Analysis: Canada's Kyoto withdrawal began when Bush bolted

Tue Dec 13, 2011 3:00pm EST
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By David Ljunggren

OTTAWA (Reuters) - Canada's widely criticized withdrawal from the Kyoto protocol ends a decade-long saga that began in earnest when former President George W. Bush walked away from the global climate change treaty in 2001.

The close links between the two economies, and the fact the United States has a population almost 10 times larger than that of Canada, meant that Ottawa ultimately felt it had to follow Washington's lead and ignore the diplomatic fallout.

"That's the reality. If the Americans move we'll move in lock-step with them because of the integrated nature of the economies," said Fen Hampson, director of the Norman Paterson School of International Affairs at Carleton University in Ottawa.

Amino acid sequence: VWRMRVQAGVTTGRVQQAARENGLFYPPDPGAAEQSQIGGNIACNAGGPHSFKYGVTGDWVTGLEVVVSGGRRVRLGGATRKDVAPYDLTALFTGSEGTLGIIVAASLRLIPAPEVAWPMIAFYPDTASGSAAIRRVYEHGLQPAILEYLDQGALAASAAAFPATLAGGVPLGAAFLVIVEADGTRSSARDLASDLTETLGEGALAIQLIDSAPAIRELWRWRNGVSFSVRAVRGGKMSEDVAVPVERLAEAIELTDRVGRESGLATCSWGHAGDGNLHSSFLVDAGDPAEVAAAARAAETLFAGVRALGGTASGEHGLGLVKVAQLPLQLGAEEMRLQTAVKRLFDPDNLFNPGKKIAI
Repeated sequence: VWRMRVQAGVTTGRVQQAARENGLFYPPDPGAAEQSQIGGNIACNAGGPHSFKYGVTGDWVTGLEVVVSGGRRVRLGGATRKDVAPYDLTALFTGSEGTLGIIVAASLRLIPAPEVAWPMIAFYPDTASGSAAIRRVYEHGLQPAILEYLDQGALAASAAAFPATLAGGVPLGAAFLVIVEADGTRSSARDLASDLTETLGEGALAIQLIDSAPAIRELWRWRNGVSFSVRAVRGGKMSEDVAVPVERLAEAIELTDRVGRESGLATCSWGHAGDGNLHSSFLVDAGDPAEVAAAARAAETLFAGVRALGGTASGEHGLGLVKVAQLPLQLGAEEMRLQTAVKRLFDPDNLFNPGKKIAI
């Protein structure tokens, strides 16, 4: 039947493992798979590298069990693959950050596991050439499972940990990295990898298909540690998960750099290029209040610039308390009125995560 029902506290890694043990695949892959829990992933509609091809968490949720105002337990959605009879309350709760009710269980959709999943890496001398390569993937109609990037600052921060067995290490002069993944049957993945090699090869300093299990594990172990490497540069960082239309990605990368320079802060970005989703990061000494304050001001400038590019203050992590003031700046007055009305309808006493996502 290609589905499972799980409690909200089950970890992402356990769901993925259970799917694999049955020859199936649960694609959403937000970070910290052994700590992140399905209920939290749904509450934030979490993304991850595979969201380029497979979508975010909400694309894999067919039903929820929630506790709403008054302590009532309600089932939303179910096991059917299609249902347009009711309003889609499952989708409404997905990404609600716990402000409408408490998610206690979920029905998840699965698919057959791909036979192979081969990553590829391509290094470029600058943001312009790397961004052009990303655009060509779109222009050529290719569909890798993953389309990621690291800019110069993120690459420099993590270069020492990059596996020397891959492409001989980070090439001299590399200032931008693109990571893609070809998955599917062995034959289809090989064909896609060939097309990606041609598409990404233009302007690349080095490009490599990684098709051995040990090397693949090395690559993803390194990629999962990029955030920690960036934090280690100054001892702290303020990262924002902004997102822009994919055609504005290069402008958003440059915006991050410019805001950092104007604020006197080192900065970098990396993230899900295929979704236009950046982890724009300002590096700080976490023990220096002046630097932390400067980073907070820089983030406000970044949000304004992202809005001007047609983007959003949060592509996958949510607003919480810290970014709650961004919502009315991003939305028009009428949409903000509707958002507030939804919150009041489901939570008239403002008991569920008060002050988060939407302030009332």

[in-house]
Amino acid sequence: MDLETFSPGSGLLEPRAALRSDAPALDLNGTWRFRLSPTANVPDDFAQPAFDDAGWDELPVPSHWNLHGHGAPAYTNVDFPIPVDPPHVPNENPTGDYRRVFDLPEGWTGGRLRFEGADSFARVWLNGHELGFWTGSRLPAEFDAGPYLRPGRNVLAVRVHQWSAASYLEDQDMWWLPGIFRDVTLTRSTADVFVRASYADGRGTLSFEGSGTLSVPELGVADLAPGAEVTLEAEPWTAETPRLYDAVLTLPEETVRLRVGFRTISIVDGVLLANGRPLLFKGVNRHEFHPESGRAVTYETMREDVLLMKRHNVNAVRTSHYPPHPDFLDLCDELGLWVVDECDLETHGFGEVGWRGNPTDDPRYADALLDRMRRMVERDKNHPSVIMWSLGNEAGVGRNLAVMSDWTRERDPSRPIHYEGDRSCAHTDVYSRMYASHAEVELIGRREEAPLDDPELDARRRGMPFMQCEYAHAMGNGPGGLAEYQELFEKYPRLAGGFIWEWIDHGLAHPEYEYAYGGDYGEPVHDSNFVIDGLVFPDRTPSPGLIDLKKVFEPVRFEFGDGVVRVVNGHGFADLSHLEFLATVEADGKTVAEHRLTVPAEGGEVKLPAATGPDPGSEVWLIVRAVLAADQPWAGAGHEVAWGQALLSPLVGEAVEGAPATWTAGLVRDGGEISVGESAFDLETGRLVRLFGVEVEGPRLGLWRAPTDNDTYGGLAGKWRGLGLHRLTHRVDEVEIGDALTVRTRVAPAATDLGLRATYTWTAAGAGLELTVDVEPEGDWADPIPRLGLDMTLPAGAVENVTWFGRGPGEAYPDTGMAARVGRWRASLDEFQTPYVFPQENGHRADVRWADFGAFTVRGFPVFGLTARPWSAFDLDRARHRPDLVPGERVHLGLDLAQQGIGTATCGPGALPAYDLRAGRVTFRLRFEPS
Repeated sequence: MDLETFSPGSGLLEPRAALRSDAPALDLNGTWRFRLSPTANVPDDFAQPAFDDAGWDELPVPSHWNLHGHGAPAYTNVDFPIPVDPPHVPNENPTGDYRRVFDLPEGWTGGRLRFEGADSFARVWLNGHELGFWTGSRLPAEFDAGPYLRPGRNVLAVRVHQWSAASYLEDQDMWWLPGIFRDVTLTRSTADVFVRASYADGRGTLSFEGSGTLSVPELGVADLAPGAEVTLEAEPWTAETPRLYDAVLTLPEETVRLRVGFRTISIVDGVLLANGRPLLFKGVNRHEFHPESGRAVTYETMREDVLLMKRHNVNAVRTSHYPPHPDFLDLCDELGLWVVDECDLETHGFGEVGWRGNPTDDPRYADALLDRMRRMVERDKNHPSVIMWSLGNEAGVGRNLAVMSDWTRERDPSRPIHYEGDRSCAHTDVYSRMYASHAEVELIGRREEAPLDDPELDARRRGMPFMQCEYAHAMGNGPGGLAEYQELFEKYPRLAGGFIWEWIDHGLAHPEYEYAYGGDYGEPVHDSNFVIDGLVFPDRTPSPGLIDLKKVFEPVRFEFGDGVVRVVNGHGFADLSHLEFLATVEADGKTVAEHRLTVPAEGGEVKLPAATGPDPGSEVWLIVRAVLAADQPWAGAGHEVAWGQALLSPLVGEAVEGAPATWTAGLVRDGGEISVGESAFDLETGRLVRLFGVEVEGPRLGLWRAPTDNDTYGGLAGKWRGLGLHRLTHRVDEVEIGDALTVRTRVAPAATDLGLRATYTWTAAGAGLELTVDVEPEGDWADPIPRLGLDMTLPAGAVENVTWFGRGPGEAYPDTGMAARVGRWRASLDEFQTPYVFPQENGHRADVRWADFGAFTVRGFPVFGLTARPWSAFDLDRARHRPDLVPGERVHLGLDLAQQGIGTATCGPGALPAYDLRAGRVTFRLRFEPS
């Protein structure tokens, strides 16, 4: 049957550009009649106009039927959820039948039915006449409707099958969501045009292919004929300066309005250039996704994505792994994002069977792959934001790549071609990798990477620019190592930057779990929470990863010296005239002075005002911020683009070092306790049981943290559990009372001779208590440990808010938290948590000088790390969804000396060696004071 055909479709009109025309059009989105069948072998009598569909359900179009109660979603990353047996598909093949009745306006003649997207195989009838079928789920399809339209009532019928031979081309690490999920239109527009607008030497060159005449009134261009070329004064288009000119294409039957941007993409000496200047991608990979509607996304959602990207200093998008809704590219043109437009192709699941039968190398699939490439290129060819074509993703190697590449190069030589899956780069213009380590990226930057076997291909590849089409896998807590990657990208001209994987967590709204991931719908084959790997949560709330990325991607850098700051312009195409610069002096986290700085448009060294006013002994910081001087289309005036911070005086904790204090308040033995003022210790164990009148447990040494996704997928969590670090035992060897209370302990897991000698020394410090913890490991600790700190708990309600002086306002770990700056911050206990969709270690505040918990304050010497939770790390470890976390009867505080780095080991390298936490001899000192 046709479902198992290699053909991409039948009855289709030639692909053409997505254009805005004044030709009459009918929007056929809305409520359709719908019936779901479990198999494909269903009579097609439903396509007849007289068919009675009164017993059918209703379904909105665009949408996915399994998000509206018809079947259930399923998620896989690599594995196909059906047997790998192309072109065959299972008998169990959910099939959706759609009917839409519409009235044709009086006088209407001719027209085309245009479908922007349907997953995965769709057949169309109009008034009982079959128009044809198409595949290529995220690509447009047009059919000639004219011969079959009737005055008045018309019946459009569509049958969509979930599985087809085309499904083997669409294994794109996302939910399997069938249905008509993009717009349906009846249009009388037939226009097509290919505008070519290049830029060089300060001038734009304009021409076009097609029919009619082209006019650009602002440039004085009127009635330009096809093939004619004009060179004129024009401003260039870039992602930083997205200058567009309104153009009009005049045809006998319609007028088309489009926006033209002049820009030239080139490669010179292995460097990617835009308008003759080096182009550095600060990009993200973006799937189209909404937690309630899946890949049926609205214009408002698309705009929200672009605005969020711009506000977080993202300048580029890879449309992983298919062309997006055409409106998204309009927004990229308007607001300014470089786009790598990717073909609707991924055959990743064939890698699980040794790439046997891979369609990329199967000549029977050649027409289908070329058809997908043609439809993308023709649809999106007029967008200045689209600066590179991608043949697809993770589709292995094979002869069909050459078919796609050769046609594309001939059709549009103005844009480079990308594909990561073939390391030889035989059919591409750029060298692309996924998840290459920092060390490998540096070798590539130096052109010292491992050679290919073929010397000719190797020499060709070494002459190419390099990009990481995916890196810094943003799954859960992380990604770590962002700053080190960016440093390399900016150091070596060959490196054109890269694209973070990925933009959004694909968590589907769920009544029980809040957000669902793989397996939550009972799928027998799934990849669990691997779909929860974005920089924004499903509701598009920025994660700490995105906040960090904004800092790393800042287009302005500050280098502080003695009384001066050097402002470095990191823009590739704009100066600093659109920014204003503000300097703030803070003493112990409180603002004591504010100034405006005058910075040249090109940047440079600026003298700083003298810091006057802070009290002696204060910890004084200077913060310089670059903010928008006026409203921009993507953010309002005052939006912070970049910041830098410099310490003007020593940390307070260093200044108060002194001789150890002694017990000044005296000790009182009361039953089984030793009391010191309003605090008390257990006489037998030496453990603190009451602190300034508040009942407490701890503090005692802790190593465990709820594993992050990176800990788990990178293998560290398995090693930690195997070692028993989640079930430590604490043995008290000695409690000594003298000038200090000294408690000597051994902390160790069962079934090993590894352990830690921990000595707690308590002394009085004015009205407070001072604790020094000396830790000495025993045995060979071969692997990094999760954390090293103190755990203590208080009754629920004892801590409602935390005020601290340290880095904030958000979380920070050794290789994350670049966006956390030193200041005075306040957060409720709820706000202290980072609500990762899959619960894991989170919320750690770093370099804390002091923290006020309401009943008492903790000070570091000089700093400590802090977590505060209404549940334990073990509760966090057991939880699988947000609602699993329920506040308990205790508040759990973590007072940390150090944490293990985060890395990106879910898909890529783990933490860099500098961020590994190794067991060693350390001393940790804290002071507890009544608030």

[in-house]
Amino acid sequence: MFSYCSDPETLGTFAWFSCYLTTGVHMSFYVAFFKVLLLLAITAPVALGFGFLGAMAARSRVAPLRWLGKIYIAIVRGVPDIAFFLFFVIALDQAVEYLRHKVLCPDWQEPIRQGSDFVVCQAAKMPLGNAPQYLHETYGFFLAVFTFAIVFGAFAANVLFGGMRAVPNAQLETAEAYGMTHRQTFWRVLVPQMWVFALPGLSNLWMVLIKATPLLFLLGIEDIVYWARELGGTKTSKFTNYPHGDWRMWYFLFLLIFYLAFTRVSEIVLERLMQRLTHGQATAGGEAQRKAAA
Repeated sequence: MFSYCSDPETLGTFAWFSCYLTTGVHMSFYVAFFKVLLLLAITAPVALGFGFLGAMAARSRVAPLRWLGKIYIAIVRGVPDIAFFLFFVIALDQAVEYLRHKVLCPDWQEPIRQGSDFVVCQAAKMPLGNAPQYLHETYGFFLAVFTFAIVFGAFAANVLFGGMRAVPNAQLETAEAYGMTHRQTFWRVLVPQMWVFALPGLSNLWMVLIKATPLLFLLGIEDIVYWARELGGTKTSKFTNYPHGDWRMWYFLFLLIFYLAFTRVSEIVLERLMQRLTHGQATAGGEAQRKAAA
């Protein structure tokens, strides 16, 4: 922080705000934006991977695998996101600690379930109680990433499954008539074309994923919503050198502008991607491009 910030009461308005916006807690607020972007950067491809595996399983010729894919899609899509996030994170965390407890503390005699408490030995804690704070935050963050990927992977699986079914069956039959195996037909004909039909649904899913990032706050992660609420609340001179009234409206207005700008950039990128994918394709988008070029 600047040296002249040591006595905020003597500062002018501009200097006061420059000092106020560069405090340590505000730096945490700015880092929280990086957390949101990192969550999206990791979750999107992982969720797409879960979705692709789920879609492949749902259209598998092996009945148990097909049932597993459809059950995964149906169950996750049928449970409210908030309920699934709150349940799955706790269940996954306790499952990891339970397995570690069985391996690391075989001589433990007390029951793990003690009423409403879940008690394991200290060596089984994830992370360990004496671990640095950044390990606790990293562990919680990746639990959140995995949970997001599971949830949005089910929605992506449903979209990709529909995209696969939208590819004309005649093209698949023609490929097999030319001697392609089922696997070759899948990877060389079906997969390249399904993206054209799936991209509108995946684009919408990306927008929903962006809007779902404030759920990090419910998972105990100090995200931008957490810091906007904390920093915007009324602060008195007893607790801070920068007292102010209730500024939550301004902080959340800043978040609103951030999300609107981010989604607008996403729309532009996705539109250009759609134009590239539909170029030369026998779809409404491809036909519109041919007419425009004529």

Canada is the largest supplier of oil and gas to the United States and sends 75 percent of its exports south each month. Even though the right-of-center ruling Conservatives are closer ideologically to the Republicans than the Democrats, they rarely differ with the Americans on major economic issues.

Echoing complaints by Washington, Canada's Conservative government - a firm backer of the energy industry - insists that Kyoto is no use in the battle against global warming because it does not cover major emitters such as China and India.

"There's not going to be traction on climate change until the Chinese and the Americans and the Indians decide that they really want to do something," Hampson told Reuters.

"The (Canadian) government saw this dead cow wasn't moving so they pulled the plug on it," he said.

Canada, which made the announcement immediately after two weeks of talks that extended Kyoto, says it is ready to negotiate a new deal covering all major polluters. Whether other nations are interested in talking to Canada is another matter.   Continued...

<p>A Greenpeace activist dressed in a polar bear costume demonstrates in front of Parliament Hill to call on Canada's minority Conservative government to meet its commitments under the Kyoto Protocol, in Ottawa January 29, 2007. REUTERS/Chris Wattie</p>